View Full Version : What does 20k mean?


cometflash
Mar 21, 2007, 01:13 PM
I know it sounds stupid, but, what does 20K 100K means? I have seem a lot around here, but I have no idea what is it.

Split from the Quick Answers thread in Civ3:GD

thetrooper
Mar 21, 2007, 01:15 PM
I know it sounds stupid, but, what does 20K 100K means? I have seem a lot around here, but I have no idea what is it.

k = 1000

20k around here means 20000 culture points in one city, 100k means 100000 culture points for the entire empire.

Reach one of them and you will win a cultural victory.

:)

Bartleby
Mar 21, 2007, 01:17 PM
20k is a single city culture win (one city has 20000 culture points)
100k is an empire culture win (vanilla/ptw your empire has 100000 culture points and your nearest rival has <50k; C3C the total depends on the mapsize and varies between 60k [tiny] to 160k [huge], but you still need twice the culture of anyone else).

@Forester I can give it a go, I suppose.

edit: curse my slow fingers.

cometflash
Mar 21, 2007, 01:20 PM
I usually win by cultural victory, but I didn't know that. Thanks.

edit: K=1000, so what is the K stands for?

thetrooper
Mar 21, 2007, 01:26 PM
k:kilo

;)

cometflash
Mar 21, 2007, 02:32 PM
k:kilo

;)

Now I got even more confused. What does Kilo has to do with culture, or with the game?

Kilo comes from the word kilogram, which is to mesure weight.

thetrooper
Mar 21, 2007, 02:39 PM
kilo is a prefix, denoting 1000.

So kilogram is 1000 grams, kilowatt is 1000 watts etc ad nauseam

When we say 20k culture points we mean 20000 culture points.

Got it?

cometflash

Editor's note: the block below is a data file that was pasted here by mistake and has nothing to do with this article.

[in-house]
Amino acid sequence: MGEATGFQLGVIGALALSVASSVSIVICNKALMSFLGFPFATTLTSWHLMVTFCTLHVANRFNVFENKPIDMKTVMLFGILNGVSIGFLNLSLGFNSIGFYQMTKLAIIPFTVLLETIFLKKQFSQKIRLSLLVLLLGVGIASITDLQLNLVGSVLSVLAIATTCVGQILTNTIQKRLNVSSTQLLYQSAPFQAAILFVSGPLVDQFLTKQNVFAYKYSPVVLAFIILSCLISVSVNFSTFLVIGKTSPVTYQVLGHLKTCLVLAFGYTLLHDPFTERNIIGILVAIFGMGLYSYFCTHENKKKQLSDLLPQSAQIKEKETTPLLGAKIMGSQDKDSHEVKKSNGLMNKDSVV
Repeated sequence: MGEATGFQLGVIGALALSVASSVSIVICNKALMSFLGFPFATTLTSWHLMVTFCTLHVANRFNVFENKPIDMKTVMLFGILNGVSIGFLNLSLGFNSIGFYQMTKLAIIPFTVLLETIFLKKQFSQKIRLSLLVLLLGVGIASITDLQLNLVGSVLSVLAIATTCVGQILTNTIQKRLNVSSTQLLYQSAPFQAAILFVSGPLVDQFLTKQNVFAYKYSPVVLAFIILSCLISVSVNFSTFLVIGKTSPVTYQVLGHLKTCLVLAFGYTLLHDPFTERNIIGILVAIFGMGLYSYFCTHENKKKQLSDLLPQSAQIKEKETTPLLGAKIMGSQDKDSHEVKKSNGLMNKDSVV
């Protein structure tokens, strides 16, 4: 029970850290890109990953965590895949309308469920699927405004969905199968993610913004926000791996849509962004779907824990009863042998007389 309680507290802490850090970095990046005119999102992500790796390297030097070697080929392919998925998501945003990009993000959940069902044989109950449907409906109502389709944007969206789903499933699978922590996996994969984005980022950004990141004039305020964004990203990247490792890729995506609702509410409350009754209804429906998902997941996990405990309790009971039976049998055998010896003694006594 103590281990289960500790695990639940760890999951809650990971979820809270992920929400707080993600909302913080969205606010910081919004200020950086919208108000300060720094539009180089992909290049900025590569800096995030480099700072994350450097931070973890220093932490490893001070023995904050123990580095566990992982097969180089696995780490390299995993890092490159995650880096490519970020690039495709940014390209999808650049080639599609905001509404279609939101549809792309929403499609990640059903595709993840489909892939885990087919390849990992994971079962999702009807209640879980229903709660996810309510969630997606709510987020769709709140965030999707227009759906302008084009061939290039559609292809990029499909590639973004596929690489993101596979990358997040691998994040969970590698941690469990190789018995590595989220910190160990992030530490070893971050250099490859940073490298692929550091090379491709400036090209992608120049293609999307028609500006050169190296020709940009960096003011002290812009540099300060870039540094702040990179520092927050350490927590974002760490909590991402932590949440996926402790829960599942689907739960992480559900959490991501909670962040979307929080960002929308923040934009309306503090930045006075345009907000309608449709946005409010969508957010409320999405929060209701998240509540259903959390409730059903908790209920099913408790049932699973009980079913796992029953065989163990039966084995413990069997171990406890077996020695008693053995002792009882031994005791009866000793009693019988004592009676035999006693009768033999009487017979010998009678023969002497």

Mar 21, 2007, 02:45 PM
I guess I got it. But still weird the way you guys use kilo...lol.

chugs23
Mar 21, 2007, 03:01 PM
@cometflash, the kilo prefix is latin. It is used worldwide for pretty much everything to denote 1000 of something. Particularly weights if you are trading in more, uh, questionable, substances.:lol:

edit: sorry, you already knew the weight part. I sped right right over that post. Just shoot me now.

Abegweit
Mar 21, 2007, 03:31 PM
@cometflash, the kilo prefix is latin. It is used worldwide for pretty much everything to denote 1000 of something.Hate to be pedantic here (well, actually I don't mind :p ) but kilo comes from the Greek word khilioi, meaning of course, "thousand".

cometflash
Mar 21, 2007, 04:49 PM
I don't think so, I never see a barbarian getting grades. But you might be able to make barbarians regulars, veterans or elite, in the editor.

About the Kilos, I got that means 1000 (I live in Brasil, and we like most of the world use metric system), what I don't get is why do you guys of English speaking use the Kilo for culture. Kilogram, is because of 1000 grams, but is not such of word as Kiloculture, not that I know off anyways.

MAS
Mar 21, 2007, 05:08 PM
About the Kilos, I got that means 1000 (I live in Brasil, and we like most of the world use metric system), what I don't get is why do you guys of English speaking use the Kilo for culture. Kilogram, is because of 1000 grams, but is not such of word as Kiloculture, not that I know off anyways.

Well, you are never to old to learn something new.
I always like it to unexpectedly learn something new. And I don't mind sharing the fun. :)

You can combine the prefix "kilo" with almost anything. In fact, you can do the same with "milli" "deca" "exa" "giga"

look here: SI prefix (http://en.wikipedia.org/wiki/SI_Prefixes)

I quote from this article: (emphasis is mine)
SI prefixes are internationally recognized and may also be used in combination with non-SI units

"kiloculture" is therefore perfectly viable.

EMan
Mar 21, 2007, 05:56 PM
And when you're talking about computer memory, K is not 1000 but 1024 (2 to the power of 10).....this is where "K" started. (Excepting the cereal Kellogg's Special K.) :)

For Brazilians etc, K generally has nothing to do with Kilos, it is just an abbreviation for "000" or ",000". :)

Abegweit
Mar 21, 2007, 06:08 PM